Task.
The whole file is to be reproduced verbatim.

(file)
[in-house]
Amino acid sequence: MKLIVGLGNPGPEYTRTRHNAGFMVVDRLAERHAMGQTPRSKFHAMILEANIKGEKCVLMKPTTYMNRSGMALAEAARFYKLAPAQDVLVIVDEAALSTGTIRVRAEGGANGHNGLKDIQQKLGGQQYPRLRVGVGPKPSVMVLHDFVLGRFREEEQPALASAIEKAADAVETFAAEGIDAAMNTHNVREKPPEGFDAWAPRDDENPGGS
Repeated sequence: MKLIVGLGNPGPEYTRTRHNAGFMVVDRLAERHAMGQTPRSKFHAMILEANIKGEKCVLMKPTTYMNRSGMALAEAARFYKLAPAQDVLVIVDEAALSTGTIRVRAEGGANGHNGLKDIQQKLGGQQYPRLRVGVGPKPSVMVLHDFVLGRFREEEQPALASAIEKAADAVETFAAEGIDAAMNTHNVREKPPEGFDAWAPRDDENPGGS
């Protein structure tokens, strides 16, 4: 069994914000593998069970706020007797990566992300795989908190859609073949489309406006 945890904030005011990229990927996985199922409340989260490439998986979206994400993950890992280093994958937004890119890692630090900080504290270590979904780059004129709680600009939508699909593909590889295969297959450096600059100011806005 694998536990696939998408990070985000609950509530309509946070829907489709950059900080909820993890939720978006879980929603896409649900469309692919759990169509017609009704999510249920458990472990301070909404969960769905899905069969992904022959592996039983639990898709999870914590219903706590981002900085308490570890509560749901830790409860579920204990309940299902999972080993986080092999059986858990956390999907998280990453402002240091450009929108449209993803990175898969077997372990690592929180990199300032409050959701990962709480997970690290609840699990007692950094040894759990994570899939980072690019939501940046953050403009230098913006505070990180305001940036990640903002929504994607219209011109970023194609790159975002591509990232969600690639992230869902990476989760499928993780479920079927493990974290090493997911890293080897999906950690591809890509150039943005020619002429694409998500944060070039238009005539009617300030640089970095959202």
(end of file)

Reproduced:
[in-house]
Amino acid sequence: MKLIVGLGNPGPEYTRTRHNAGFMVVDRLAERHAMGQTPRSKFHAMILEANIKGEKCVLMKPTTYMNRSGMALAEAARFYKLAPAQDVLVIVDEAALSTGTIRVRAEGGANGHNGLKDIQQKLGGQQYPRLRVGVGPKPSVMVLHDFVLGRFREEEQPALASAIEKAADAVETFAAEGIDAAMNTHNVREKPPEGFDAWAPRDDENPGGS
Repeated sequence: MKLIVGLGNPGPEYTRTRHNAGFMVVDRLAERHAMGQTPRSKFHAMILEANIKGEKCVLMKPTTYMNRSGMALAEAARFYKLAPAQDVLVIVDEAALSTGTIRVRAEGGANGHNGLKDIQQKLGGQQYPRLRVGVGPKPSVMVLHDFVLGRFREEEQPALASAIEKAADAVETFAAEGIDAAMNTHNVREKPPEGFDAWAPRDDENPGGS
């Protein structure tokens, strides 16, 4: 069994914000593998069970706020007797990566992300795989908190859609073949489309406006 945890904030005011990229990927996985199922409340989260490439998986979206994400993950890992280093994958937004890119890692630090900080504290270590979904780059004129709680600009939508699909593909590889295969297959450096600059100011806005 694998536990696939998408990070985000609950509530309509946070829907489709950059900080909820993890939720978006879980929603896409649900469309692919759990169509017609009704999510249920458990472990301070909404969960769905899905069969992904022959592996039983639990898709999870914590219903706590981002900085308490570890509560749901830790409860579920204990309940299902999972080993986080092999059986858990956390999907998280990453402002240091450009929108449209993803990175898969077997372990690592929180990199300032409050959701990962709480997970690290609840699990007692950094040894759990994570899939980072690019939501940046953050403009230098913006505070990180305001940036990640903002929504994607219209011109970023194609790159975002591509990232969600690639992230869902990476989760499928993780479920079927493990974290090493997911890293080897999906950690591809890509150039943005020619002429694409998500944060070039238009005539009617300030640089970095959202």